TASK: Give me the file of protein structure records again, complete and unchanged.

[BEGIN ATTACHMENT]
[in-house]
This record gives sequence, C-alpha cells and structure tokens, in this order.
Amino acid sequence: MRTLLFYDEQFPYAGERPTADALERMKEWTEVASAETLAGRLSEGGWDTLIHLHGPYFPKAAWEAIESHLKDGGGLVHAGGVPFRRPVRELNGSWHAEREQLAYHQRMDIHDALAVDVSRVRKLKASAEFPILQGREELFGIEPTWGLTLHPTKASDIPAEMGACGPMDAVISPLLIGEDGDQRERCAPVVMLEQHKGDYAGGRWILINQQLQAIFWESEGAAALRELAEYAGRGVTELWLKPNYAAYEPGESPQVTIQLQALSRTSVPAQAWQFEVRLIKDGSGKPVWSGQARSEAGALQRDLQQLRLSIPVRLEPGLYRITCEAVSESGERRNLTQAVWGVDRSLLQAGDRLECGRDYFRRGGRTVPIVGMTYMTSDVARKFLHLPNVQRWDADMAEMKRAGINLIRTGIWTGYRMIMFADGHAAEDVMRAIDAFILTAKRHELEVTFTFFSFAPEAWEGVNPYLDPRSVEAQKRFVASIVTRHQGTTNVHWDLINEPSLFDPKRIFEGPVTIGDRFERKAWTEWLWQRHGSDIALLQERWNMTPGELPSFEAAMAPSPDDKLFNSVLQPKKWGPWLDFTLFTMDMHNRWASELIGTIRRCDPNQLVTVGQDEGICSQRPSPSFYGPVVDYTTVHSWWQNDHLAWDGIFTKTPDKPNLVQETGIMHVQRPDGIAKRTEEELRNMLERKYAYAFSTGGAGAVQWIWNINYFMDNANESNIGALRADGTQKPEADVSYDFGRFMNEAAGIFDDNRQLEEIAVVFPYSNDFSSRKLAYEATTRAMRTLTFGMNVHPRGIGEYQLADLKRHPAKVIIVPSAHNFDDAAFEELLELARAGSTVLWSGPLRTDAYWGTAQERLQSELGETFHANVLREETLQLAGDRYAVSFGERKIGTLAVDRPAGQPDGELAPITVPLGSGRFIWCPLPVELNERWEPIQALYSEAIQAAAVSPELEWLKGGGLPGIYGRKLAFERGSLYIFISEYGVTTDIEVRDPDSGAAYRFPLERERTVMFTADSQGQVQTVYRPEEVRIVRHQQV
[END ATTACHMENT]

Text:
[in-house]
This record gives sequence, C-alpha cells and structure tokens, in this order.
Amino acid sequence: MRTLLFYDEQFPYAGERPTADALERMKEWTEVASAETLAGRLSEGGWDTLIHLHGPYFPKAAWEAIESHLKDGGGLVHAGGVPFRRPVRELNGSWHAEREQLAYHQRMDIHDALAVDVSRVRKLKASAEFPILQGREELFGIEPTWGLTLHPTKASDIPAEMGACGPMDAVISPLLIGEDGDQRERCAPVVMLEQHKGDYAGGRWILINQQLQAIFWESEGAAALRELAEYAGRGVTELWLKPNYAAYEPGESPQVTIQLQALSRTSVPAQAWQFEVRLIKDGSGKPVWSGQARSEAGALQRDLQQLRLSIPVRLEPGLYRITCEAVSESGERRNLTQAVWGVDRSLLQAGDRLECGRDYFRRGGRTVPIVGMTYMTSDVARKFLHLPNVQRWDADMAEMKRAGINLIRTGIWTGYRMIMFADGHAAEDVMRAIDAFILTAKRHELEVTFTFFSFAPEAWEGVNPYLDPRSVEAQKRFVASIVTRHQGTTNVHWDLINEPSLFDPKRIFEGPVTIGDRFERKAWTEWLWQRHGSDIALLQERWNMTPGELPSFEAAMAPSPDDKLFNSVLQPKKWGPWLDFTLFTMDMHNRWASELIGTIRRCDPNQLVTVGQDEGICSQRPSPSFYGPVVDYTTVHSWWQNDHLAWDGIFTKTPDKPNLVQETGIMHVQRPDGIAKRTEEELRNMLERKYAYAFSTGGAGAVQWIWNINYFMDNANESNIGALRADGTQKPEADVSYDFGRFMNEAAGIFDDNRQLEEIAVVFPYSNDFSSRKLAYEATTRAMRTLTFGMNVHPRGIGEYQLADLKRHPAKVIIVPSAHNFDDAAFEELLELARAGSTVLWSGPLRTDAYWGTAQERLQSELGETFHANVLREETLQLAGDRYAVSFGERKIGTLAVDRPAGQPDGELAPITVPLGSGRFIWCPLPVELNERWEPIQALYSEAIQAAAVSPELEWLKGGGLPGIYGRKLAFERGSLYIFISEYGVTTDIEVRDPDSGAAYRFPLERERTVMFTADSQGQVQTVYRPEEVRIVRHQQV